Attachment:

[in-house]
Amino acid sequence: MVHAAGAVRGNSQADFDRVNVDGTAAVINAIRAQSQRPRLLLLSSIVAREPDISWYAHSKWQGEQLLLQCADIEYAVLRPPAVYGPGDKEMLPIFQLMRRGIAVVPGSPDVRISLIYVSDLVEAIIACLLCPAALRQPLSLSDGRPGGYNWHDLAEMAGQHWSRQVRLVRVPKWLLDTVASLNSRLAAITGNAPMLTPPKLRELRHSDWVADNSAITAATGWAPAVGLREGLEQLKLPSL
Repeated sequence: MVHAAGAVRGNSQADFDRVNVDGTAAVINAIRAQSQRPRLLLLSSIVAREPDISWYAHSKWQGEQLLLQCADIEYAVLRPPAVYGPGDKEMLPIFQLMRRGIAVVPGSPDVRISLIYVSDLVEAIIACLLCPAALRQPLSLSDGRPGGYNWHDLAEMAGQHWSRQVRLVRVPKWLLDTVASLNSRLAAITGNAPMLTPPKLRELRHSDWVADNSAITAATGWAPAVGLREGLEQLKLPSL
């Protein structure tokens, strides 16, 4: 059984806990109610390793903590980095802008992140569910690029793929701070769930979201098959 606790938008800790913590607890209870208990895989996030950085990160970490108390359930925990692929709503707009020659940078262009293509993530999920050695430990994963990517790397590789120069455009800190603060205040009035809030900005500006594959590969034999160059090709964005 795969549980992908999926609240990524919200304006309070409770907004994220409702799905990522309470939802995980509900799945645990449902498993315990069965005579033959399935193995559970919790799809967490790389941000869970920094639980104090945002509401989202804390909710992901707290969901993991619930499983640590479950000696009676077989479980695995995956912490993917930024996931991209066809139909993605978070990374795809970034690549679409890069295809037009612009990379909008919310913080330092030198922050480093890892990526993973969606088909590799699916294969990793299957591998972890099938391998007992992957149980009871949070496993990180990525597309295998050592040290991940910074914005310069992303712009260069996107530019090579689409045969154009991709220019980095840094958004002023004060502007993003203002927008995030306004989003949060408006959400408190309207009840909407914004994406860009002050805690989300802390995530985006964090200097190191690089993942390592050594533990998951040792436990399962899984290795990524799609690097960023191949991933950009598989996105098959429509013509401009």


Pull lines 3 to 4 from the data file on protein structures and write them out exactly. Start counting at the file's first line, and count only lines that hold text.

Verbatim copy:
Repeated sequence: MVHAAGAVRGNSQADFDRVNVDGTAAVINAIRAQSQRPRLLLLSSIVAREPDISWYAHSKWQGEQLLLQCADIEYAVLRPPAVYGPGDKEMLPIFQLMRRGIAVVPGSPDVRISLIYVSDLVEAIIACLLCPAALRQPLSLSDGRPGGYNWHDLAEMAGQHWSRQVRLVRVPKWLLDTVASLNSRLAAITGNAPMLTPPKLRELRHSDWVADNSAITAATGWAPAVGLREGLEQLKLPSL
């Protein structure tokens, strides 16, 4: 059984806990109610390793903590980095802008992140569910690029793929701070769930979201098959 606790938008800790913590607890209870208990895989996030950085990160970490108390359930925990692929709503707009020659940078262009293509993530999920050695430990994963990517790397590789120069455009800190603060205040009035809030900005500006594959590969034999160059090709964005 795969549980992908999926609240990524919200304006309070409770907004994220409702799905990522309470939802995980509900799945645990449902498993315990069965005579033959399935193995559970919790799809967490790389941000869970920094639980104090945002509401989202804390909710992901707290969901993991619930499983640590479950000696009676077989479980695995995956912490993917930024996931991209066809139909993605978070990374795809970034690549679409890069295809037009612009990379909008919310913080330092030198922050480093890892990526993973969606088909590799699916294969990793299957591998972890099938391998007992992957149980009871949070496993990180990525597309295998050592040290991940910074914005310069992303712009260069996107530019090579689409045969154009991709220019980095840094958004002023004060502007993003203002927008995030306004989003949060408006959400408190309207009840909407914004994406860009002050805690989300802390995530985006964090200097190191690089993942390592050594533990998951040792436990399962899984290795990524799609690097960023191949991933950009598989996105098959429509013509401009």